Current findings by the team show that the black soldier fly larvae favour animal food waste the most. 

This is the first time that a study is looking into the viability of rearing black soldier flies on carnivores' dung.

Current findings by the team show that the black soldier fly larvae favour animal food waste the most.

This is followed by carnivore waste, which are excreted by animals such as cheetahs and lions, and herbivore waste, said Dr Lily Ganda, the study's principal investigator.

"The black soldier fly larvae's uptake rate of animal food waste is twice the uptake rate of carnivore waste, and four times the uptake rate of herbivore waste," she added.

Black soldier fly larvae reared on carnivore waste are also expected to be larger in size than usual due to the high crude protein present in carnivore waste, noted Dr Ganda.

Currently, the facility at the Singapore Zoo set up for the study is able to process about 20kg of waste in a week using a black soldier fly larvae population of 5kg.

The team hopes to be able to convert 100kg of waste per day by January next year.

Each day, raw animal waste is collected from the various enclosures and segregated into carnivore, herbivore and animal food waste.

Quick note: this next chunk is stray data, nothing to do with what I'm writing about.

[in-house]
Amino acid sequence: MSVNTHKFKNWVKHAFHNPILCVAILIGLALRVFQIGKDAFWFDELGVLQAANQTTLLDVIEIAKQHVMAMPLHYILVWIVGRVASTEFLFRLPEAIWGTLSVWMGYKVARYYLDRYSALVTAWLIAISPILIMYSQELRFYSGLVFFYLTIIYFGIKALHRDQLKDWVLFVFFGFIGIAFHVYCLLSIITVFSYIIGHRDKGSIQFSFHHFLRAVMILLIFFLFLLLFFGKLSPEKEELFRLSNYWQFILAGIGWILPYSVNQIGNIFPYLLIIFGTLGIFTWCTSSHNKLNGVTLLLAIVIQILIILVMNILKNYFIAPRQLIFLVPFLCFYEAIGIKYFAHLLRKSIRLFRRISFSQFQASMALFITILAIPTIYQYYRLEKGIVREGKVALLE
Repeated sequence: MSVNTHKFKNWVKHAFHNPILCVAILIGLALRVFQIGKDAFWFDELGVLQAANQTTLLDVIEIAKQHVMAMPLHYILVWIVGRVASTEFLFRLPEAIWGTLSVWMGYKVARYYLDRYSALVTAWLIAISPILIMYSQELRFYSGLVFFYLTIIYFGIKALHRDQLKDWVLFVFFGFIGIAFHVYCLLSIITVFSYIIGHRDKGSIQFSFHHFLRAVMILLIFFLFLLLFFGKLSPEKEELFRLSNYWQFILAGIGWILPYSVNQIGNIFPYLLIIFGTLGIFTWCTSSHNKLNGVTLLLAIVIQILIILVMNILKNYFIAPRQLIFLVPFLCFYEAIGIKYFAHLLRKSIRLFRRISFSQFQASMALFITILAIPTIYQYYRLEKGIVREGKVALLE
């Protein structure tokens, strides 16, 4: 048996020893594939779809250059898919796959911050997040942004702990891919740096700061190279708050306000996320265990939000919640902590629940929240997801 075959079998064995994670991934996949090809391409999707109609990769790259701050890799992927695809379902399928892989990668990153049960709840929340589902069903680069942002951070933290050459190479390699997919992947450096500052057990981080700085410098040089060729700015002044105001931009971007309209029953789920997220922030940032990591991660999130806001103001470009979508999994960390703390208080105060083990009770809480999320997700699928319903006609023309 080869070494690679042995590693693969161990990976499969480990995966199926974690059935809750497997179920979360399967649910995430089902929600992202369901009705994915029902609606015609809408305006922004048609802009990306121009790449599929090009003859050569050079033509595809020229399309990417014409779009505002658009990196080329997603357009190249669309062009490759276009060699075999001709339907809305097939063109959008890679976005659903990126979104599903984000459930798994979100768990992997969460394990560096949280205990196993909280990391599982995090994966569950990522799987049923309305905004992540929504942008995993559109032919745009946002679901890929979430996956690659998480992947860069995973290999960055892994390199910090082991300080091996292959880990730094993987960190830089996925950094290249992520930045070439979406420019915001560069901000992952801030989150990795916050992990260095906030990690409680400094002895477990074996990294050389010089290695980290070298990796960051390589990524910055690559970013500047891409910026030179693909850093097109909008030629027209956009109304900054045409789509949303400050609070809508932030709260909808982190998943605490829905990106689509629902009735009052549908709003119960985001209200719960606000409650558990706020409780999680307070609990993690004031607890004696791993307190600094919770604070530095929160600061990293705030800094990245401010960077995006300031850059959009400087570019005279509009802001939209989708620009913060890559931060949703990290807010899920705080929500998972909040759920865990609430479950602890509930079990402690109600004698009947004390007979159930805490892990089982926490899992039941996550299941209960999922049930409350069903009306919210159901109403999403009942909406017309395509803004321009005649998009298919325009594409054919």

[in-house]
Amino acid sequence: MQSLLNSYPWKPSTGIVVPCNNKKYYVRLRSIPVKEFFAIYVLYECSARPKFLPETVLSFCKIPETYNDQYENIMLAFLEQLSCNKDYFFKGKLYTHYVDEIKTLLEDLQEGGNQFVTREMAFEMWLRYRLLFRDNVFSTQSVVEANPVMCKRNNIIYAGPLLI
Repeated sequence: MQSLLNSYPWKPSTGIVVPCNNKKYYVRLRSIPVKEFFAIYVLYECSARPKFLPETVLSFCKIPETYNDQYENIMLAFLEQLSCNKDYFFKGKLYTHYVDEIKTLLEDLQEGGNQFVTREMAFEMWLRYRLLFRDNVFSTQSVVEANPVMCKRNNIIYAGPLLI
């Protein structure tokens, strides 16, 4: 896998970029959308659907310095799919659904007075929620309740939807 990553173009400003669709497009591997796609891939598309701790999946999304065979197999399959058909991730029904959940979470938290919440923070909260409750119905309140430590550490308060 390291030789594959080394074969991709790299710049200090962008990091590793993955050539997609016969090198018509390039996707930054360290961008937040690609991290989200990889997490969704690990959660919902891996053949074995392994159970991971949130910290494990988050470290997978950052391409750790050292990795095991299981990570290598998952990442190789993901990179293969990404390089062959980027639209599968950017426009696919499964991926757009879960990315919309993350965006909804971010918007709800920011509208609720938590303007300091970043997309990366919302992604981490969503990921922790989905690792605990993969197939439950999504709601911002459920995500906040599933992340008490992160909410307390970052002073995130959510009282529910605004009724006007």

A machine is used to extract any liquid from the waste to keep it dry, so as to increase the compost rate.

The waste is then placed in compost bins, and the larvae are loaded into them to start the composting process.

 
 

The resulting frass, or compost, enters another container via a sieve. The compost is then collected and the process is repeated when more waste has been collected.

The compost can be used as plant fertiliser, while the fly larvae can be used as animal feed.

Dr Cabana said that none of the animal feed produced in the study has been given to the animals yet.

The team is currently running tests to see if it is safe for animal consumption and has sufficient nutritional value.

A version of this article appeared in the print edition of The Straits Times on October 18, 2019, with the headline 'Counting on soldier flies to clean up after zoo animals'. Print Edition | Subscribe